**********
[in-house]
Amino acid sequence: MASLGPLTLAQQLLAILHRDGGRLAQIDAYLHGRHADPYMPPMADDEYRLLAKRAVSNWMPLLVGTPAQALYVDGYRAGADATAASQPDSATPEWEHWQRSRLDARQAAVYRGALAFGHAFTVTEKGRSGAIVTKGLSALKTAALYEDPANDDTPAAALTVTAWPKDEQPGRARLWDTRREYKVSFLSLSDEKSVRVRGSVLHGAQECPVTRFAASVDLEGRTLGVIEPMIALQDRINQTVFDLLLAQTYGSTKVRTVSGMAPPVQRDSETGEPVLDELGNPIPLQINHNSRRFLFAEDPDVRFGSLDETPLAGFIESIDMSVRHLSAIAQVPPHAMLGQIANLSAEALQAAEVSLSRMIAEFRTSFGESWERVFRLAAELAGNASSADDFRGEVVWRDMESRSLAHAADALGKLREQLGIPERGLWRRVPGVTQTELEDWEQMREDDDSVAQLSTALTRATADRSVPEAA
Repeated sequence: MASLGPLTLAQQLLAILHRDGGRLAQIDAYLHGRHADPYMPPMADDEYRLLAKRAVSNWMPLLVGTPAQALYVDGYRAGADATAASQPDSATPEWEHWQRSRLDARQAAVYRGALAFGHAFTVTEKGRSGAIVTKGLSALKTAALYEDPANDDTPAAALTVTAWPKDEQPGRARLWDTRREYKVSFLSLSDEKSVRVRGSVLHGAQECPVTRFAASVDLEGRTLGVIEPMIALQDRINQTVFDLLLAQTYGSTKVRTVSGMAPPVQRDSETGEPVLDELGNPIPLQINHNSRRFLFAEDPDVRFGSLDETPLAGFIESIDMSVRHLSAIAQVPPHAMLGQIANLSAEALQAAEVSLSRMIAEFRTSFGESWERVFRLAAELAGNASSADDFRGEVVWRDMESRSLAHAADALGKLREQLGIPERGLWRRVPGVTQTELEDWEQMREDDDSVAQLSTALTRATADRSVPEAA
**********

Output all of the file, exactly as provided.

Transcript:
[in-house]
Amino acid sequence: MASLGPLTLAQQLLAILHRDGGRLAQIDAYLHGRHADPYMPPMADDEYRLLAKRAVSNWMPLLVGTPAQALYVDGYRAGADATAASQPDSATPEWEHWQRSRLDARQAAVYRGALAFGHAFTVTEKGRSGAIVTKGLSALKTAALYEDPANDDTPAAALTVTAWPKDEQPGRARLWDTRREYKVSFLSLSDEKSVRVRGSVLHGAQECPVTRFAASVDLEGRTLGVIEPMIALQDRINQTVFDLLLAQTYGSTKVRTVSGMAPPVQRDSETGEPVLDELGNPIPLQINHNSRRFLFAEDPDVRFGSLDETPLAGFIESIDMSVRHLSAIAQVPPHAMLGQIANLSAEALQAAEVSLSRMIAEFRTSFGESWERVFRLAAELAGNASSADDFRGEVVWRDMESRSLAHAADALGKLREQLGIPERGLWRRVPGVTQTELEDWEQMREDDDSVAQLSTALTRATADRSVPEAA
Repeated sequence: MASLGPLTLAQQLLAILHRDGGRLAQIDAYLHGRHADPYMPPMADDEYRLLAKRAVSNWMPLLVGTPAQALYVDGYRAGADATAASQPDSATPEWEHWQRSRLDARQAAVYRGALAFGHAFTVTEKGRSGAIVTKGLSALKTAALYEDPANDDTPAAALTVTAWPKDEQPGRARLWDTRREYKVSFLSLSDEKSVRVRGSVLHGAQECPVTRFAASVDLEGRTLGVIEPMIALQDRINQTVFDLLLAQTYGSTKVRTVSGMAPPVQRDSETGEPVLDELGNPIPLQINHNSRRFLFAEDPDVRFGSLDETPLAGFIESIDMSVRHLSAIAQVPPHAMLGQIANLSAEALQAAEVSLSRMIAEFRTSFGESWERVFRLAAELAGNASSADDFRGEVVWRDMESRSLAHAADALGKLREQLGIPERGLWRRVPGVTQTELEDWEQMREDDDSVAQLSTALTRATADRSVPEAA